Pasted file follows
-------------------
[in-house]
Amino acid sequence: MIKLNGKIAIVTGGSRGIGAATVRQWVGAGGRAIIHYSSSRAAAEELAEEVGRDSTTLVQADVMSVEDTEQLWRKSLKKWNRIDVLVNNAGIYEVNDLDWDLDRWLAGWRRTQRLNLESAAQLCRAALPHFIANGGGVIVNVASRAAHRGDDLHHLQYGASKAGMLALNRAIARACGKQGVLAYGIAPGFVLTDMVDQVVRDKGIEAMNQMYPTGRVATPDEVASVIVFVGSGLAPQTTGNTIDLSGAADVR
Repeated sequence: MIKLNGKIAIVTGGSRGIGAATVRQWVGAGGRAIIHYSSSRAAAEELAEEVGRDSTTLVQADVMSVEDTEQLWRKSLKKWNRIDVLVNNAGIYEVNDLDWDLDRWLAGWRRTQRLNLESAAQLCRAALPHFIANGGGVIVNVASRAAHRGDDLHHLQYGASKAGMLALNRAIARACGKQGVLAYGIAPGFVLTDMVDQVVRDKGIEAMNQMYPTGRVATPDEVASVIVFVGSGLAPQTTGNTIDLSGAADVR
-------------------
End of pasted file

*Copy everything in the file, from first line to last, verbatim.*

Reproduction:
[in-house]
Amino acid sequence: MIKLNGKIAIVTGGSRGIGAATVRQWVGAGGRAIIHYSSSRAAAEELAEEVGRDSTTLVQADVMSVEDTEQLWRKSLKKWNRIDVLVNNAGIYEVNDLDWDLDRWLAGWRRTQRLNLESAAQLCRAALPHFIANGGGVIVNVASRAAHRGDDLHHLQYGASKAGMLALNRAIARACGKQGVLAYGIAPGFVLTDMVDQVVRDKGIEAMNQMYPTGRVATPDEVASVIVFVGSGLAPQTTGNTIDLSGAADVR
Repeated sequence: MIKLNGKIAIVTGGSRGIGAATVRQWVGAGGRAIIHYSSSRAAAEELAEEVGRDSTTLVQADVMSVEDTEQLWRKSLKKWNRIDVLVNNAGIYEVNDLDWDLDRWLAGWRRTQRLNLESAAQLCRAALPHFIANGGGVIVNVASRAAHRGDDLHHLQYGASKAGMLALNRAIARACGKQGVLAYGIAPGFVLTDMVDQVVRDKGIEAMNQMYPTGRVATPDEVASVIVFVGSGLAPQTTGNTIDLSGAADVR